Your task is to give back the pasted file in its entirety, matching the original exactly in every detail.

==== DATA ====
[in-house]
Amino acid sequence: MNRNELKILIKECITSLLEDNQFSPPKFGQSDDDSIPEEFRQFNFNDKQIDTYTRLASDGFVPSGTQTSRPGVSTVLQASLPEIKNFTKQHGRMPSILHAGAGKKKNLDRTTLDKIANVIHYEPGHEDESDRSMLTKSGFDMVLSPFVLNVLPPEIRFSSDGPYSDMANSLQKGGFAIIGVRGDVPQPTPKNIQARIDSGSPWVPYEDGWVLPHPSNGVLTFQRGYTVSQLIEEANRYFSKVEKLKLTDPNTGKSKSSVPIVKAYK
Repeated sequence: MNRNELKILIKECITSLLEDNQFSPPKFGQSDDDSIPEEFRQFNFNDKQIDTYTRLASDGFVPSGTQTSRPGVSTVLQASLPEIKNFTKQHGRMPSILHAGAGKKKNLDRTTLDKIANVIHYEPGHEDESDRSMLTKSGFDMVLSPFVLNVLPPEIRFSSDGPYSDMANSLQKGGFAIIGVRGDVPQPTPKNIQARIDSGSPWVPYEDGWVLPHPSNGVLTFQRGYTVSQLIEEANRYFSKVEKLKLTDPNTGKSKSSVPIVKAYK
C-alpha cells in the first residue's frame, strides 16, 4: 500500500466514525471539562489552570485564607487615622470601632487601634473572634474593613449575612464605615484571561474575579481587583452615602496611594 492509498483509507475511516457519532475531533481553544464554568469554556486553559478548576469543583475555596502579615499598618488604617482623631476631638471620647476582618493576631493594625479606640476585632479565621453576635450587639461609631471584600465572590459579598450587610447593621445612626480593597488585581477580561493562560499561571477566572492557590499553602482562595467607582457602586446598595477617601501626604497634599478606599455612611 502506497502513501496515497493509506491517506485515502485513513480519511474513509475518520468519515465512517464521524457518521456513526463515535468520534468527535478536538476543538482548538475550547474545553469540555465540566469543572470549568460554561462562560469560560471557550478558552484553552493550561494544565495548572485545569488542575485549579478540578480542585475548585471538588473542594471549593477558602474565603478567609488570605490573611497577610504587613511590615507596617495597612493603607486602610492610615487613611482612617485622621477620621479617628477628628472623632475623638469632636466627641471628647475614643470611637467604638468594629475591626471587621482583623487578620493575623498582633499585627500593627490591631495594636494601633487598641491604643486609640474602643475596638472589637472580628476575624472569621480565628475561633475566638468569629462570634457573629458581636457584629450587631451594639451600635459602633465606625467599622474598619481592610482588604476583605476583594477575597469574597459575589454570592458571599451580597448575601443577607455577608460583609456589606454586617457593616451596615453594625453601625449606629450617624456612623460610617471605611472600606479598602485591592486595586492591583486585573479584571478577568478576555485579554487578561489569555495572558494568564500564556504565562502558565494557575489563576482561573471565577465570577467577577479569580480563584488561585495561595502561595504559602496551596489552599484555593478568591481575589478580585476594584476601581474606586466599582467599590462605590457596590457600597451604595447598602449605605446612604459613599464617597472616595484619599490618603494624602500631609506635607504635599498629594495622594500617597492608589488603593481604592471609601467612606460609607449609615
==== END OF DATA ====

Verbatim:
[in-house]
Amino acid sequence: MNRNELKILIKECITSLLEDNQFSPPKFGQSDDDSIPEEFRQFNFNDKQIDTYTRLASDGFVPSGTQTSRPGVSTVLQASLPEIKNFTKQHGRMPSILHAGAGKKKNLDRTTLDKIANVIHYEPGHEDESDRSMLTKSGFDMVLSPFVLNVLPPEIRFSSDGPYSDMANSLQKGGFAIIGVRGDVPQPTPKNIQARIDSGSPWVPYEDGWVLPHPSNGVLTFQRGYTVSQLIEEANRYFSKVEKLKLTDPNTGKSKSSVPIVKAYK
Repeated sequence: MNRNELKILIKECITSLLEDNQFSPPKFGQSDDDSIPEEFRQFNFNDKQIDTYTRLASDGFVPSGTQTSRPGVSTVLQASLPEIKNFTKQHGRMPSILHAGAGKKKNLDRTTLDKIANVIHYEPGHEDESDRSMLTKSGFDMVLSPFVLNVLPPEIRFSSDGPYSDMANSLQKGGFAIIGVRGDVPQPTPKNIQARIDSGSPWVPYEDGWVLPHPSNGVLTFQRGYTVSQLIEEANRYFSKVEKLKLTDPNTGKSKSSVPIVKAYK
C-alpha cells in the first residue's frame, strides 16, 4: 500500500466514525471539562489552570485564607487615622470601632487601634473572634474593613449575612464605615484571561474575579481587583452615602496611594 492509498483509507475511516457519532475531533481553544464554568469554556486553559478548576469543583475555596502579615499598618488604617482623631476631638471620647476582618493576631493594625479606640476585632479565621453576635450587639461609631471584600465572590459579598450587610447593621445612626480593597488585581477580561493562560499561571477566572492557590499553602482562595467607582457602586446598595477617601501626604497634599478606599455612611 502506497502513501496515497493509506491517506485515502485513513480519511474513509475518520468519515465512517464521524457518521456513526463515535468520534468527535478536538476543538482548538475550547474545553469540555465540566469543572470549568460554561462562560469560560471557550478558552484553552493550561494544565495548572485545569488542575485549579478540578480542585475548585471538588473542594471549593477558602474565603478567609488570605490573611497577610504587613511590615507596617495597612493603607486602610492610615487613611482612617485622621477620621479617628477628628472623632475623638469632636466627641471628647475614643470611637467604638468594629475591626471587621482583623487578620493575623498582633499585627500593627490591631495594636494601633487598641491604643486609640474602643475596638472589637472580628476575624472569621480565628475561633475566638468569629462570634457573629458581636457584629450587631451594639451600635459602633465606625467599622474598619481592610482588604476583605476583594477575597469574597459575589454570592458571599451580597448575601443577607455577608460583609456589606454586617457593616451596615453594625453601625449606629450617624456612623460610617471605611472600606479598602485591592486595586492591583486585573479584571478577568478576555485579554487578561489569555495572558494568564500564556504565562502558565494557575489563576482561573471565577465570577467577577479569580480563584488561585495561595502561595504559602496551596489552599484555593478568591481575589478580585476594584476601581474606586466599582467599590462605590457596590457600597451604595447598602449605605446612604459613599464617597472616595484619599490618603494624602500631609506635607504635599498629594495622594500617597492608589488603593481604592471609601467612606460609607449609615